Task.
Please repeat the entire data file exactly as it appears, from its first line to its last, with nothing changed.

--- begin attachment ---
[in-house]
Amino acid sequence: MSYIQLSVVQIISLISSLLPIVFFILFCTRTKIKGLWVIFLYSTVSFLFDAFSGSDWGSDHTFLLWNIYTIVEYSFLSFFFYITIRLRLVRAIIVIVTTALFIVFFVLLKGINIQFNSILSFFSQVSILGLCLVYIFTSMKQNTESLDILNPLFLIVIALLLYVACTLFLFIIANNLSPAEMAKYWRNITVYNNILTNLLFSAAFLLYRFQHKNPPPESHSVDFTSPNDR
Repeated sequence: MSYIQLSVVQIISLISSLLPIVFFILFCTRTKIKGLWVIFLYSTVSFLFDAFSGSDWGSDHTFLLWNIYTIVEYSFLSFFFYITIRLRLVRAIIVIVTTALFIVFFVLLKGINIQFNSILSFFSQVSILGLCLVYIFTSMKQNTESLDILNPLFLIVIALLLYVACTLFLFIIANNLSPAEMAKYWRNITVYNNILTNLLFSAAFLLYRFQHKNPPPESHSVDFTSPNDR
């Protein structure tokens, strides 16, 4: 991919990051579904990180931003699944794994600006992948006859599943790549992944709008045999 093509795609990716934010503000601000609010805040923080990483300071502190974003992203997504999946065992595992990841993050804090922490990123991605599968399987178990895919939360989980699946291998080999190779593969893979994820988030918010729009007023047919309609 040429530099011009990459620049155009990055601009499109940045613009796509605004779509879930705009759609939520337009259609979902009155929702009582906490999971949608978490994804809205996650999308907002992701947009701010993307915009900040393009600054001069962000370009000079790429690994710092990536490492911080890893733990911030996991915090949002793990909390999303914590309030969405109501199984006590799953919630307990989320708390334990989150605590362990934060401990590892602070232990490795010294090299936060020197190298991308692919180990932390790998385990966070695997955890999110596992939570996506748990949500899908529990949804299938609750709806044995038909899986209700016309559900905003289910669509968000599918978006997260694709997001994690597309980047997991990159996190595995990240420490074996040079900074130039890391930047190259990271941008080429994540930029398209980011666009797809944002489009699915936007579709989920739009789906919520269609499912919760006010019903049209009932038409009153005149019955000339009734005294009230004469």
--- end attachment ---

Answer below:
[in-house]
Amino acid sequence: MSYIQLSVVQIISLISSLLPIVFFILFCTRTKIKGLWVIFLYSTVSFLFDAFSGSDWGSDHTFLLWNIYTIVEYSFLSFFFYITIRLRLVRAIIVIVTTALFIVFFVLLKGINIQFNSILSFFSQVSILGLCLVYIFTSMKQNTESLDILNPLFLIVIALLLYVACTLFLFIIANNLSPAEMAKYWRNITVYNNILTNLLFSAAFLLYRFQHKNPPPESHSVDFTSPNDR
Repeated sequence: MSYIQLSVVQIISLISSLLPIVFFILFCTRTKIKGLWVIFLYSTVSFLFDAFSGSDWGSDHTFLLWNIYTIVEYSFLSFFFYITIRLRLVRAIIVIVTTALFIVFFVLLKGINIQFNSILSFFSQVSILGLCLVYIFTSMKQNTESLDILNPLFLIVIALLLYVACTLFLFIIANNLSPAEMAKYWRNITVYNNILTNLLFSAAFLLYRFQHKNPPPESHSVDFTSPNDR
């Protein structure tokens, strides 16, 4: 991919990051579904990180931003699944794994600006992948006859599943790549992944709008045999 093509795609990716934010503000601000609010805040923080990483300071502190974003992203997504999946065992595992990841993050804090922490990123991605599968399987178990895919939360989980699946291998080999190779593969893979994820988030918010729009007023047919309609 040429530099011009990459620049155009990055601009499109940045613009796509605004779509879930705009759609939520337009259609979902009155929702009582906490999971949608978490994804809205996650999308907002992701947009701010993307915009900040393009600054001069962000370009000079790429690994710092990536490492911080890893733990911030996991915090949002793990909390999303914590309030969405109501199984006590799953919630307990989320708390334990989150605590362990934060401990590892602070232990490795010294090299936060020197190298991308692919180990932390790998385990966070695997955890999110596992939570996506748990949500899908529990949804299938609750709806044995038909899986209700016309559900905003289910669509968000599918978006997260694709997001994690597309980047997991990159996190595995990240420490074996040079900074130039890391930047190259990271941008080429994540930029398209980011666009797809944002489009699915936007579709989920739009789906919520269609499912919760006010019903049209009932038409009153005149019955000339009734005294009230004469």